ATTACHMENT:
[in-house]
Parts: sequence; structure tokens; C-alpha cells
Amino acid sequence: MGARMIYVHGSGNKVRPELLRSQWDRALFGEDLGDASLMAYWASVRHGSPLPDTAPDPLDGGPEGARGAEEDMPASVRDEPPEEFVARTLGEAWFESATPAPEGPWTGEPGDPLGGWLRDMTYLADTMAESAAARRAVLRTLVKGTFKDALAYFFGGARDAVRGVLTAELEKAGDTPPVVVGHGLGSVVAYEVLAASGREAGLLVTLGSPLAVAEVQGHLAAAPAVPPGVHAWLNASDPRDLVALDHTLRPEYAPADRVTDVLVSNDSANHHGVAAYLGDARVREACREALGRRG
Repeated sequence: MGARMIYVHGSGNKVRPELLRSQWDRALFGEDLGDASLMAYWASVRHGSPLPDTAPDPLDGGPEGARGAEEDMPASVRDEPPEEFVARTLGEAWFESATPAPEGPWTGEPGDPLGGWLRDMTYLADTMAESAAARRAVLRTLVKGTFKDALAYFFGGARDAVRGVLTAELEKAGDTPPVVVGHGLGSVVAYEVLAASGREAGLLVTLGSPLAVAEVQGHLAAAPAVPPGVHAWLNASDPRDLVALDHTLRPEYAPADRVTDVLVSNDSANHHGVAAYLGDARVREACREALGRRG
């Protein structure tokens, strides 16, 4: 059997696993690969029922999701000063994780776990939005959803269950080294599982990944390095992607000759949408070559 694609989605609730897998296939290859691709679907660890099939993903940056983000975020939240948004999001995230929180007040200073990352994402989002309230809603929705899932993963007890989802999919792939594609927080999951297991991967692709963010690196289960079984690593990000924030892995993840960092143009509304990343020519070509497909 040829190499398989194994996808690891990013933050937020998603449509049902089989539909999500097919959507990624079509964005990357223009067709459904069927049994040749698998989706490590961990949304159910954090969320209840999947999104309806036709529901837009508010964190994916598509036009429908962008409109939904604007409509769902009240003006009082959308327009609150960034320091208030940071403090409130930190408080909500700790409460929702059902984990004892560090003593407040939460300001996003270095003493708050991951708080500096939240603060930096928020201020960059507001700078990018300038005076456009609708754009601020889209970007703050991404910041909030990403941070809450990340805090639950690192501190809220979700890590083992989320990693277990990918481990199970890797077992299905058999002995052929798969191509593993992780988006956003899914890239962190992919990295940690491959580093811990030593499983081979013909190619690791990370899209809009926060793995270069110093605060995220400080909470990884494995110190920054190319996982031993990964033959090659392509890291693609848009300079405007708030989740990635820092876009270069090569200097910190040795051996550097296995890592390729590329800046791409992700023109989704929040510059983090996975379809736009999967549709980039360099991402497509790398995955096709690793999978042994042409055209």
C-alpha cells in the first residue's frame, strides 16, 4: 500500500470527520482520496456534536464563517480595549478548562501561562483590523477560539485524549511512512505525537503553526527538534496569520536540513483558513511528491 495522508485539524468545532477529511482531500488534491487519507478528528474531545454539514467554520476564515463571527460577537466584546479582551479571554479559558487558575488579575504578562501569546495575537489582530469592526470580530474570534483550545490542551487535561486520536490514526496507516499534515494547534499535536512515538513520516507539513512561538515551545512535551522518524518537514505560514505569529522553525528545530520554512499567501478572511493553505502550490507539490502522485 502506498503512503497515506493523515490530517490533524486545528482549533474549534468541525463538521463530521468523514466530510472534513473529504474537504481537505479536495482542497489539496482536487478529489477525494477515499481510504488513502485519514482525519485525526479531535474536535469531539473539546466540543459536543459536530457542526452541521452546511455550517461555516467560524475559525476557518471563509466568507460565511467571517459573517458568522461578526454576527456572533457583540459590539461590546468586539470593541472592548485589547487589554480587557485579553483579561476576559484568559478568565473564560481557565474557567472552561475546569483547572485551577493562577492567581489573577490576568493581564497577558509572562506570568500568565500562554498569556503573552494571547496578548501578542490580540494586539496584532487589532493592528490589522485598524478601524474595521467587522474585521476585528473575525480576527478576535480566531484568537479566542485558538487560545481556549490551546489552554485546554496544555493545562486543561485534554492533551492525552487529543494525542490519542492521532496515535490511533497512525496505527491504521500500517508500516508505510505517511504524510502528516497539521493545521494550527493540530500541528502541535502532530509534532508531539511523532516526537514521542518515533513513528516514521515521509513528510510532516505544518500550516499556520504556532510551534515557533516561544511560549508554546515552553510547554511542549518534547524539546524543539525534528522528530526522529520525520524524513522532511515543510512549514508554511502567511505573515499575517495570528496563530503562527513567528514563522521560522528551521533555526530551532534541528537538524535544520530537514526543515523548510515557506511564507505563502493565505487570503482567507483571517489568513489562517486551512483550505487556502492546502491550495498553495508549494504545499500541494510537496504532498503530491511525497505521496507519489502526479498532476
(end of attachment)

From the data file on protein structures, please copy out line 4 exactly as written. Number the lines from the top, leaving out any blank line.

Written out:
Repeated sequence: MGARMIYVHGSGNKVRPELLRSQWDRALFGEDLGDASLMAYWASVRHGSPLPDTAPDPLDGGPEGARGAEEDMPASVRDEPPEEFVARTLGEAWFESATPAPEGPWTGEPGDPLGGWLRDMTYLADTMAESAAARRAVLRTLVKGTFKDALAYFFGGARDAVRGVLTAELEKAGDTPPVVVGHGLGSVVAYEVLAASGREAGLLVTLGSPLAVAEVQGHLAAAPAVPPGVHAWLNASDPRDLVALDHTLRPEYAPADRVTDVLVSNDSANHHGVAAYLGDARVREACREALGRRG